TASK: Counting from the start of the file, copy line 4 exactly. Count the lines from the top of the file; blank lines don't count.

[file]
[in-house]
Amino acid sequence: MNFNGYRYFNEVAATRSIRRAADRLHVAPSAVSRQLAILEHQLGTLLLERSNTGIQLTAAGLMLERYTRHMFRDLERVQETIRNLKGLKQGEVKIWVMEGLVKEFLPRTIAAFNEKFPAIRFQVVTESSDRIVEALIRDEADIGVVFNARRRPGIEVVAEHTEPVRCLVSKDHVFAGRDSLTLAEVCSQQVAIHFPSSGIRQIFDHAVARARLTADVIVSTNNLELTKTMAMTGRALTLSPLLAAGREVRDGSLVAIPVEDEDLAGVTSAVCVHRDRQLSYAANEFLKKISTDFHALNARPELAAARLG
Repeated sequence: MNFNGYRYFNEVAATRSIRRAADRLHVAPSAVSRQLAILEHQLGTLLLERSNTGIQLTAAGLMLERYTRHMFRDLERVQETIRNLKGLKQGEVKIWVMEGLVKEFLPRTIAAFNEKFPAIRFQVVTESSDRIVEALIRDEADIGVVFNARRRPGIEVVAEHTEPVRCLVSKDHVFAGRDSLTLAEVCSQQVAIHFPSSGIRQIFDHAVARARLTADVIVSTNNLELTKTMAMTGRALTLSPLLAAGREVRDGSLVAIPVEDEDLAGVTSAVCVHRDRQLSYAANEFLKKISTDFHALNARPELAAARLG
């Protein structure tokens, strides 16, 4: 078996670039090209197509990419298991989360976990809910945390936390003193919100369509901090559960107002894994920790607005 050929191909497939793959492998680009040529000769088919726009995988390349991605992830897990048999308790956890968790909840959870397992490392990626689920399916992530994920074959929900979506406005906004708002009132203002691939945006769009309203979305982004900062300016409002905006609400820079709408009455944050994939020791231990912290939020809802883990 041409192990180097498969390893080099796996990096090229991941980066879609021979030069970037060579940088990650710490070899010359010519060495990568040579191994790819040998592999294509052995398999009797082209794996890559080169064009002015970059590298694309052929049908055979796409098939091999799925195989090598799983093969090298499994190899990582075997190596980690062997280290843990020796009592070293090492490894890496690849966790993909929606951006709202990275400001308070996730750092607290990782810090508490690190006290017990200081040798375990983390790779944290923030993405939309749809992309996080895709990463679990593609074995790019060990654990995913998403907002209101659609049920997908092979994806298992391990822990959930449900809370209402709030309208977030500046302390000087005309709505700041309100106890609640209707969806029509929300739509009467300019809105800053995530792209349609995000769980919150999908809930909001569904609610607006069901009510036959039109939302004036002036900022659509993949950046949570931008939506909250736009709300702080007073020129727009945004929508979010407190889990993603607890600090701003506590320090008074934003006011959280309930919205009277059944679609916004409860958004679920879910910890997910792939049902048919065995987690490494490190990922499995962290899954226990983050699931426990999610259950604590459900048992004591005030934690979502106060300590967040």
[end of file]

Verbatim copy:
């Protein structure tokens, strides 16, 4: 078996670039090209197509990419298991989360976990809910945390936390003193919100369509901090559960107002894994920790607005 050929191909497939793959492998680009040529000769088919726009995988390349991605992830897990048999308790956890968790909840959870397992490392990626689920399916992530994920074959929900979506406005906004708002009132203002691939945006769009309203979305982004900062300016409002905006609400820079709408009455944050994939020791231990912290939020809802883990 041409192990180097498969390893080099796996990096090229991941980066879609021979030069970037060579940088990650710490070899010359010519060495990568040579191994790819040998592999294509052995398999009797082209794996890559080169064009002015970059590298694309052929049908055979796409098939091999799925195989090598799983093969090298499994190899990582075997190596980690062997280290843990020796009592070293090492490894890496690849966790993909929606951006709202990275400001308070996730750092607290990782810090508490690190006290017990200081040798375990983390790779944290923030993405939309749809992309996080895709990463679990593609074995790019060990654990995913998403907002209101659609049920997908092979994806298992391990822990959930449900809370209402709030309208977030500046302390000087005309709505700041309100106890609640209707969806029509929300739509009467300019809105800053995530792209349609995000769980919150999908809930909001569904609610607006069901009510036959039109939302004036002036900022659509993949950046949570931008939506909250736009709300702080007073020129727009945004929508979010407190889990993603607890600090701003506590320090008074934003006011959280309930919205009277059944679609916004409860958004679920879910910890997910792939049902048919065995987690490494490190990922499995962290899954226990983050699931426990999610259950604590459900048992004591005030934690979502106060300590967040």